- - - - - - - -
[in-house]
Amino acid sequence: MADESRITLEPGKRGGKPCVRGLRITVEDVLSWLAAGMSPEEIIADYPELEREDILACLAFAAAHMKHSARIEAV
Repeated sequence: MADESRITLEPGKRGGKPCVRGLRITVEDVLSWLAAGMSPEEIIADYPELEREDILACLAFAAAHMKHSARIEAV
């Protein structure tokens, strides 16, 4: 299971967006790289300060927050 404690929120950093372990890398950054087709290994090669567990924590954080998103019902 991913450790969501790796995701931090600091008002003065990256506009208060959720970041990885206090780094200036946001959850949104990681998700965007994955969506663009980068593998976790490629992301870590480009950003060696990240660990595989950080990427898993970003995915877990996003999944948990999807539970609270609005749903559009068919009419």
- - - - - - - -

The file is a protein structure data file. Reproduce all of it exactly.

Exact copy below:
[in-house]
Amino acid sequence: MADESRITLEPGKRGGKPCVRGLRITVEDVLSWLAAGMSPEEIIADYPELEREDILACLAFAAAHMKHSARIEAV
Repeated sequence: MADESRITLEPGKRGGKPCVRGLRITVEDVLSWLAAGMSPEEIIADYPELEREDILACLAFAAAHMKHSARIEAV
């Protein structure tokens, strides 16, 4: 299971967006790289300060927050 404690929120950093372990890398950054087709290994090669567990924590954080998103019902 991913450790969501790796995701931090600091008002003065990256506009208060959720970041990885206090780094200036946001959850949104990681998700965007994955969506663009980068593998976790490629992301870590480009950003060696990240660990595989950080990427898993970003995915877990996003999944948990999807539970609270609005749903559009068919009419």